It may seem obvious, but just like you should customize each resume based on the job requirements and company research, you should also curate your list of soft skills to fit the specific position. For example, if you’re interested in a project management role, highlighting your time management and analytical thinking skills may be more important than focusing on customer service or creativity.
Focus on tangible outcomes
To set yourself apart from other candidates, note how you used your soft skills to achieve effective outcomes. Don’t just create a list of generic soft skills on your resume that you think sound good based on the position. Remember that other applicants will also have most or all of the soft skills you listed, so you need to set yourself apart from the competition.
Call out any outcomes you achieved with your soft skills, and include hard data if available. For example, if you helped HR create a training program for new hires, you might say:
- Helped the HR team create and implement new hire training video courses using clear explanations of company policies and expectations, resulting in a 10% decrease in policy violations over 12 months.
Reinforce your soft skills in your cover letter
Resumes should be brief and to the point, which doesn’t leave you much opportunity to go into detail about your soft skills. In a cover letter, you can go into more depth on a particular situation and reinforce how your skill set aligns with the company’s goals and the position.
Your cover letter shouldn’t be more than a page, possibly even shorter depending on the specific directions provided by the employer. Work on succinctly, but thoroughly, describing at least one relevant work experience or situation that demanded soft skills and how you achieved a favorable outcome.
Use keywords carefully
Using the right words in a cover letter and resume can help you get past the initial screening and get your information in front of decision-makers. Identify the soft skill keywords in a job posting and include the relevant ones in your resume and cover letter.
While skillfully using keywords can be effective, use them wisely. Stuffing your resume full of them can make it sound fake or grammatically incorrect.
Be prepared to back up your skills in your interview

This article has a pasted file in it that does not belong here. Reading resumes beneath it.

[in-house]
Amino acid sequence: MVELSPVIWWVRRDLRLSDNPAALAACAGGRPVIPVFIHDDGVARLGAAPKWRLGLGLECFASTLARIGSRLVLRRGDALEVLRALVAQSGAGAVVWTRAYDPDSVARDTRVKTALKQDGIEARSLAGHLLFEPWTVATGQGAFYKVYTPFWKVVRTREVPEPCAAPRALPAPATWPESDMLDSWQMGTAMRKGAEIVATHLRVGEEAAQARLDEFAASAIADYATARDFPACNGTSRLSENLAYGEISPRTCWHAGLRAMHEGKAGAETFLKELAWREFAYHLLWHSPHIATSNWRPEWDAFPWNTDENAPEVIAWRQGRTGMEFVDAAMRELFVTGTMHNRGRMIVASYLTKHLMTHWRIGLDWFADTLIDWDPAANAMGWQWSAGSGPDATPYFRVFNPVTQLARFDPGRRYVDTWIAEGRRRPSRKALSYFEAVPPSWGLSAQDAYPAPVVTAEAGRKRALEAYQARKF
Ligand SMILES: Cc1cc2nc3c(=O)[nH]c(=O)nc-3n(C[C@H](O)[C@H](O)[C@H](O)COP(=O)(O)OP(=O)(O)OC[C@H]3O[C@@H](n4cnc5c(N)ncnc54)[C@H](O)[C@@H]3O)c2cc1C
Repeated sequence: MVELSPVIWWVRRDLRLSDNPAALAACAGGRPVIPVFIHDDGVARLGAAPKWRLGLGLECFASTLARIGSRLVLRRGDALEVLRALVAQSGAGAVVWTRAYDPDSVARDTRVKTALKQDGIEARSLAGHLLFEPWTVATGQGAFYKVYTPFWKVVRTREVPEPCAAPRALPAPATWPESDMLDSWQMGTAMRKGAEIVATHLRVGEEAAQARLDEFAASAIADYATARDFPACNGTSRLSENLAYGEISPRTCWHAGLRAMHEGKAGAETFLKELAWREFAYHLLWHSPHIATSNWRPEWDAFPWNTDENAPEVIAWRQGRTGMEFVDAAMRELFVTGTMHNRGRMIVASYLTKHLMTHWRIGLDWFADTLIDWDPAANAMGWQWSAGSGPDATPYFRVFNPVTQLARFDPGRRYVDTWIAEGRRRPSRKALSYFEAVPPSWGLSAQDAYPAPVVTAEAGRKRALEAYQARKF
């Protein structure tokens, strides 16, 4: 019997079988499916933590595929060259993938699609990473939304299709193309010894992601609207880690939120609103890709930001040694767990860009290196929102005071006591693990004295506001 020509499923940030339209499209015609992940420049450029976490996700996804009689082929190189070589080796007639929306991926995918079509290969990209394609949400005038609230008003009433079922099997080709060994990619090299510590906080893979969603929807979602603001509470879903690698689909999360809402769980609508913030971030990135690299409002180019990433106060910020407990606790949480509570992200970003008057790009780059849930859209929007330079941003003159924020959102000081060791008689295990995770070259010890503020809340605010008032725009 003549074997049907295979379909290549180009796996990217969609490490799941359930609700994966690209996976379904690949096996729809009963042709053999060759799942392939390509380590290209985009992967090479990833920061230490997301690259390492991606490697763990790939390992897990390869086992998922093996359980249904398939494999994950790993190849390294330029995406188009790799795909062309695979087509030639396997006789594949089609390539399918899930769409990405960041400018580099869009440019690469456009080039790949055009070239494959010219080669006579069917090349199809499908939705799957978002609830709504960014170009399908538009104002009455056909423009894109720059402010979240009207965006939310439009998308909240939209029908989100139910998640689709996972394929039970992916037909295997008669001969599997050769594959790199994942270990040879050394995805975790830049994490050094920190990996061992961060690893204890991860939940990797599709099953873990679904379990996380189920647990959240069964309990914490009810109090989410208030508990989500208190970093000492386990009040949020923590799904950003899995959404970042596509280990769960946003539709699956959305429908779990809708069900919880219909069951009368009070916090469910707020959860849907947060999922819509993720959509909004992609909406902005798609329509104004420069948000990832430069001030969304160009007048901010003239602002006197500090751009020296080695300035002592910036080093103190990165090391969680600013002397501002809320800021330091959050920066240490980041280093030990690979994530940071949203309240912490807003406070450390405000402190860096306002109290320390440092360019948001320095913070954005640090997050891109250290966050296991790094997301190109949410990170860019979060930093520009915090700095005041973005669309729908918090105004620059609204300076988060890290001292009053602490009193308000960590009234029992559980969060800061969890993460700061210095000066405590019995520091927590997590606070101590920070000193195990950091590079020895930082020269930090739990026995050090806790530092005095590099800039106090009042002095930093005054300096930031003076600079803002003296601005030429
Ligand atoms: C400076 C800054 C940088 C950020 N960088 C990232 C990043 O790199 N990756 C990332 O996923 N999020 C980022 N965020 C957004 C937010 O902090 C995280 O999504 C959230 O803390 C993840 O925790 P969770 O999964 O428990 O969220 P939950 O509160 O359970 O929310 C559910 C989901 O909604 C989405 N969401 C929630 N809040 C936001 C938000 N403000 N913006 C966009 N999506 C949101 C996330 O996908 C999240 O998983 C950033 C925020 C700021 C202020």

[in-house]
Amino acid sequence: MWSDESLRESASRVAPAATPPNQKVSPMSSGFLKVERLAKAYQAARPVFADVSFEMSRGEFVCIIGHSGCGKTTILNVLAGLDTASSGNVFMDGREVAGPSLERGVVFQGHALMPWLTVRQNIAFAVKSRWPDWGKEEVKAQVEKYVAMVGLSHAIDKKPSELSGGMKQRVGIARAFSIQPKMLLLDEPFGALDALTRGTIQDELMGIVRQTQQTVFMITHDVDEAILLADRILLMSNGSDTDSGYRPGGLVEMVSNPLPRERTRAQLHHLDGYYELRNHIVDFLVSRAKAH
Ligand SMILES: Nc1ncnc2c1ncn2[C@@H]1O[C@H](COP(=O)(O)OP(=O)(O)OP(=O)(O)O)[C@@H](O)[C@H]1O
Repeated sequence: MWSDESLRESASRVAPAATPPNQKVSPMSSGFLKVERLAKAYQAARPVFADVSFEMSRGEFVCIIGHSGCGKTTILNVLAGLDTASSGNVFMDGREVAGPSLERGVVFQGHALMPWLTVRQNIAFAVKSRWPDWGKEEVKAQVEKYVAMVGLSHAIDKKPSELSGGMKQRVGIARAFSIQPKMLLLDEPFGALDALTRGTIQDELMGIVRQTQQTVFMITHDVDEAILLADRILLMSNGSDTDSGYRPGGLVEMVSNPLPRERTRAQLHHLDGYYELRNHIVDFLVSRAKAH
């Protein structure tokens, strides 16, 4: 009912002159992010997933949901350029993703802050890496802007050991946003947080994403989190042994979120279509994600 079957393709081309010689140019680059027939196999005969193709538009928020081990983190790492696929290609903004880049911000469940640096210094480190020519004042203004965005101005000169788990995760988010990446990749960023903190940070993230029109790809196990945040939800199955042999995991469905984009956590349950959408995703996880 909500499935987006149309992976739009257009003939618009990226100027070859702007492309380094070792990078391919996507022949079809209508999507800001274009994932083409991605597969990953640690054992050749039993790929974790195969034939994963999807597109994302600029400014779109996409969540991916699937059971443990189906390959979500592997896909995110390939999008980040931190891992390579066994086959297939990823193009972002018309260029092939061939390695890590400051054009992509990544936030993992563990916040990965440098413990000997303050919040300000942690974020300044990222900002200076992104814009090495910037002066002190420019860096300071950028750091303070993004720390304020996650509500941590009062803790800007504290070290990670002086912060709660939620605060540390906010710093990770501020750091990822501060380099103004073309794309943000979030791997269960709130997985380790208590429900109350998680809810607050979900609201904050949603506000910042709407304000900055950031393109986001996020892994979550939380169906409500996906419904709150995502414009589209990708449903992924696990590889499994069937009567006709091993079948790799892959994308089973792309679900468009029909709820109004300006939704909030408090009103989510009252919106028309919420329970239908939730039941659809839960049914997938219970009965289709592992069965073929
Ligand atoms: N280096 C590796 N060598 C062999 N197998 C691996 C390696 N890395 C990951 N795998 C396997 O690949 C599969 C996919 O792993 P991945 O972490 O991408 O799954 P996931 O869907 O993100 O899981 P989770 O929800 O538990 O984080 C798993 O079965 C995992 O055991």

A cover letter and resume can help you land the interview, but you’ll also need to effectively communicate your soft skills in-person or over video chat. Prepare for your interview by thinking about your skills and practicing the most common interview questions with a friend or family member.
Be sure to prepare tangible examples with actual data, if possible, along with examples of how you overcame conflict or were adaptable and a team player during difficult times.
The best soft skills for your resume
While each position and company will have specific skills it’s looking for, some soft skills to highlight on a resume are:
- Communication skills
- Attention to detail
- Customer service
- Time management
- Project management
- Emotional intelligence
- Active listening
- Analytical and critical thinking
- Flexibility and adaptability
- Work ethic
While acquiring soft skills in a formal setting can be challenging, consider taking online courses or training to fill any gaps. If you have a mentor, discuss where your soft skills may be lacking and brainstorm ways to improve. Stay open to feedback and make conscious decisions to change behaviors that are holding you back.
While soft skills can be challenging to teach or master, they can be learned with time and effort. A benefit of soft skills is that they are generally easily transferable between jobs and industries. If you’re good at communicating or problem-solving in one position, you’ll likely be good at those things at a different company.
Look for ways to improve any areas you may be lacking, and consider the best soft skills to put on your resume when applying for a new job to help you stand out from the crowd.